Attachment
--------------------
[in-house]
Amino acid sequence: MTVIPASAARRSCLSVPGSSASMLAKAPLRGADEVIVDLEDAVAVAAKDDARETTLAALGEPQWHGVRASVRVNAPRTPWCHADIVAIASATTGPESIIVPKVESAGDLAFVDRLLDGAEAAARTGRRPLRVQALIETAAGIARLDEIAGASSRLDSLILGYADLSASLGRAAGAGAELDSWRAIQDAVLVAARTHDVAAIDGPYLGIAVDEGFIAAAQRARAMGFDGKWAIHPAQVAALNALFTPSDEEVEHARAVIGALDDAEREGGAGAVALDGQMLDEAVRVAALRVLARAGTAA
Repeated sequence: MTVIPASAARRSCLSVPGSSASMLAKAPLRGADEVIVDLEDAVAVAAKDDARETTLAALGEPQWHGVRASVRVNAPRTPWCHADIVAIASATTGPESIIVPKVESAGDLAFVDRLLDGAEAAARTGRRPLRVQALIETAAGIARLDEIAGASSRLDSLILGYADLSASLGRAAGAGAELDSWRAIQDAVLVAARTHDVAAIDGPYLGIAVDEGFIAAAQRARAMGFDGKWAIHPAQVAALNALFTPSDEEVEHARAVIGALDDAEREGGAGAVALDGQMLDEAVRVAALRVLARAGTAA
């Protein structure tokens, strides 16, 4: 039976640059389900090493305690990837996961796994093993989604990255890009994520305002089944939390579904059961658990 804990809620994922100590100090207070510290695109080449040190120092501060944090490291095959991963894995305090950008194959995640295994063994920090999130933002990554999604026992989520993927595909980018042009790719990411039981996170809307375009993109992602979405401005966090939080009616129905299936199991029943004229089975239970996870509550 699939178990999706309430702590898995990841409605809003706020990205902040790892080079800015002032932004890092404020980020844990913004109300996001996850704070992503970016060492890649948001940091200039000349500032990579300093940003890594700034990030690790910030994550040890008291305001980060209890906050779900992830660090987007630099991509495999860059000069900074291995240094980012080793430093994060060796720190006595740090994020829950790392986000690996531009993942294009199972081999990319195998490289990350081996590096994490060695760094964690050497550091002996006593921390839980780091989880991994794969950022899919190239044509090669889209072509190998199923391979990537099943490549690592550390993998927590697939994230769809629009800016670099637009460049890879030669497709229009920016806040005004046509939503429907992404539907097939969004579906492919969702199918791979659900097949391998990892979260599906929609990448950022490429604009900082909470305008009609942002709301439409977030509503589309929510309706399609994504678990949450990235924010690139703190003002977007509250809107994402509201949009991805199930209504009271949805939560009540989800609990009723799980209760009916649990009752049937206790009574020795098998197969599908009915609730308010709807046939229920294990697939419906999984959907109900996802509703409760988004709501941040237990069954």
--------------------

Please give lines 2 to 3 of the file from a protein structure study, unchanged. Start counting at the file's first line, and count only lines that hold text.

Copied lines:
Amino acid sequence: MTVIPASAARRSCLSVPGSSASMLAKAPLRGADEVIVDLEDAVAVAAKDDARETTLAALGEPQWHGVRASVRVNAPRTPWCHADIVAIASATTGPESIIVPKVESAGDLAFVDRLLDGAEAAARTGRRPLRVQALIETAAGIARLDEIAGASSRLDSLILGYADLSASLGRAAGAGAELDSWRAIQDAVLVAARTHDVAAIDGPYLGIAVDEGFIAAAQRARAMGFDGKWAIHPAQVAALNALFTPSDEEVEHARAVIGALDDAEREGGAGAVALDGQMLDEAVRVAALRVLARAGTAA
Repeated sequence: MTVIPASAARRSCLSVPGSSASMLAKAPLRGADEVIVDLEDAVAVAAKDDARETTLAALGEPQWHGVRASVRVNAPRTPWCHADIVAIASATTGPESIIVPKVESAGDLAFVDRLLDGAEAAARTGRRPLRVQALIETAAGIARLDEIAGASSRLDSLILGYADLSASLGRAAGAGAELDSWRAIQDAVLVAARTHDVAAIDGPYLGIAVDEGFIAAAQRARAMGFDGKWAIHPAQVAALNALFTPSDEEVEHARAVIGALDDAEREGGAGAVALDGQMLDEAVRVAALRVLARAGTAA